sweden stockholm electric bus

Planning tool for Stockholm's wireless-charging buses could help other cities

Sweden rolled out its first wireless charging buses earlier this month and has developed a tool for other cities to determine the environmental and financial benefits of introducing their own electrified bus networks.

Using the model to propose the optimal locations for installing chargers on Stockholm’s bus network, energy technology researcher Maria Xylia at KTH Royal Institute of Technology reported that the fleet could halve CO2 emissions while lowering energy consumption by 34 per cent, if the city installed 150 chargers to electrify 94 bus routes.

The 40 per cent savings in fuel costs would balance out the projected costs of investments in infrastructure such as chargers and connection to the grid, said Xylia, who developed the model in cooperation with the International Institute for Applied System Analysis (IIASA).

While that forecast is based on optimised energy usage, the model also offers users the option of cost optimisation. In Stockholm’s case, a cost-optimised scenario would mean fewer electrified bus lines, but lower energy consumption nevertheless – albeit with a slightly-less-extensive estimate of 40 per cent reduction in emissions.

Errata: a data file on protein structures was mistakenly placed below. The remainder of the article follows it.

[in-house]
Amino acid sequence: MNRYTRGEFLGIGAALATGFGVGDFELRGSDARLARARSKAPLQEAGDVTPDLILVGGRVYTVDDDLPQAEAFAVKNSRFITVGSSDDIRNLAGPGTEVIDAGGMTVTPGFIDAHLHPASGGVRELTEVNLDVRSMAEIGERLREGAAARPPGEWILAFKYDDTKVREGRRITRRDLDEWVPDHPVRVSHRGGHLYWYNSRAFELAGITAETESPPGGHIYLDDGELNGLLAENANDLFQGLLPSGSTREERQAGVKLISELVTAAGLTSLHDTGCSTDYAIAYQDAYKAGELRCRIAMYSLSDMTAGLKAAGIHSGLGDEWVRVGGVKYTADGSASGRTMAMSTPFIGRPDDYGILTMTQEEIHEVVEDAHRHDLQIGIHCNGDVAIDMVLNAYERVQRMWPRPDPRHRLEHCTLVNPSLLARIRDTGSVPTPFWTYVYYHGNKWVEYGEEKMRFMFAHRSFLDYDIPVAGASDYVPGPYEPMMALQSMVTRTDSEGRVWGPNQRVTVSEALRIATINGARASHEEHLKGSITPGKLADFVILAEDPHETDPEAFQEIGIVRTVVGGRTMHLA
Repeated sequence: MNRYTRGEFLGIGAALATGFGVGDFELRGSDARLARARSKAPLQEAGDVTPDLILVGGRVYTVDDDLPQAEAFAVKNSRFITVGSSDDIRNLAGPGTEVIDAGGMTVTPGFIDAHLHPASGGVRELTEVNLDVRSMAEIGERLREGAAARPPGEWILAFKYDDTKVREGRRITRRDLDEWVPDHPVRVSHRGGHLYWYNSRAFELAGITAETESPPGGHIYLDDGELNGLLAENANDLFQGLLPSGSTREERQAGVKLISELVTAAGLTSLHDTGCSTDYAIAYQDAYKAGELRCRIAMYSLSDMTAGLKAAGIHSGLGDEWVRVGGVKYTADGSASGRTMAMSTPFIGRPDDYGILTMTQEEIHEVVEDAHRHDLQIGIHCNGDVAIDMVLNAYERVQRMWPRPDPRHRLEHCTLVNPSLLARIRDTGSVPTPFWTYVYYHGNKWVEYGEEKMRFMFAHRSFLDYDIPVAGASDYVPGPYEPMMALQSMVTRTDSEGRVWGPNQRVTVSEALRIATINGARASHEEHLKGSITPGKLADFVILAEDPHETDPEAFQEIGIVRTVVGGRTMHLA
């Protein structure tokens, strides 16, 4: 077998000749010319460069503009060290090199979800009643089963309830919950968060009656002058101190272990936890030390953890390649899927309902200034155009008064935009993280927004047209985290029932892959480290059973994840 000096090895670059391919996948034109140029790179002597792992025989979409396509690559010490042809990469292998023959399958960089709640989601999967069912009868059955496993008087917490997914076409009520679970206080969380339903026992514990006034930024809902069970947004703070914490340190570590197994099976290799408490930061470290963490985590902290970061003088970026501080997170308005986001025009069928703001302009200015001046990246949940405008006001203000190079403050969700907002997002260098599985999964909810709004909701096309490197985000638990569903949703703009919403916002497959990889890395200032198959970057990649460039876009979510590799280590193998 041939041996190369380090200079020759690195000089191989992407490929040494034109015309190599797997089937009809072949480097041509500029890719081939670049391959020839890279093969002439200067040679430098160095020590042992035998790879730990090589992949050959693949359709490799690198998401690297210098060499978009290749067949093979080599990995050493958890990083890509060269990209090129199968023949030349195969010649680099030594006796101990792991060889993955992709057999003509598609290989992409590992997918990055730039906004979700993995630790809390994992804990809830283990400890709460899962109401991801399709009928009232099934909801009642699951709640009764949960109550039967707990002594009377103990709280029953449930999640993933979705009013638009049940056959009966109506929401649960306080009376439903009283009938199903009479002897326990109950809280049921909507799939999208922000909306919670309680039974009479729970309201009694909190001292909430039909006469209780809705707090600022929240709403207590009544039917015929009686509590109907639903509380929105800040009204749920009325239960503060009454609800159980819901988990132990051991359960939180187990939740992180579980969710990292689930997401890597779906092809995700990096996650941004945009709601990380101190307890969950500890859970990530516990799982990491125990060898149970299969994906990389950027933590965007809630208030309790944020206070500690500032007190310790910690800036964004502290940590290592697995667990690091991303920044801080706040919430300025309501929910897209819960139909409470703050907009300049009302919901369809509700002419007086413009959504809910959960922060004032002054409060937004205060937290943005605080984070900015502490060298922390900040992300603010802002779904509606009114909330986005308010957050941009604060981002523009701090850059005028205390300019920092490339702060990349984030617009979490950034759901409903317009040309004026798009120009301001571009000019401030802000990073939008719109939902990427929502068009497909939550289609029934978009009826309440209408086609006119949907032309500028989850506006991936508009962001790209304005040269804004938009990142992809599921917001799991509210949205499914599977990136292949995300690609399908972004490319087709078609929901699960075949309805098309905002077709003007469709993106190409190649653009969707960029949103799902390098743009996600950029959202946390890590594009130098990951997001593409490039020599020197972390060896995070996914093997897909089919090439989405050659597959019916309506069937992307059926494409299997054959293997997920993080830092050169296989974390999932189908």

Xylia says that the model allows for multiple bus charging technologies and even takes into account potentially rising electricity costs in the estimates. “But as long as electricity prices remain in this range, the infrastructure cost would balance the fuel savings.”

However, in order to gain the maximum environmental benefits of electrification, the electricity needs to come from renewable sources, she said. “If you look at the energy mix throughout the EU, you will see a difference – it’s a totally different story from Sweden. You have to have green energy in order to maximise environmental benefit.”

The model can be applied to any city as a basis for decision-making.

“As long as you have a detailed map of the bus network and a reliable bus schedule, then you can do this for any city,” she said. “London is much bigger than Stockholm, but if they have this data, then we can generate optimised energy and cost scenarios for that system.”

“Cities and urban areas will soon become the major driver for energy demand globally,” said IIASA researcher Sylvain Leduc. “Many cities are still using a combination of different kinds of buses and tramways. These combined road and rail urban grids can be assessed and optimised in an integrated way.”

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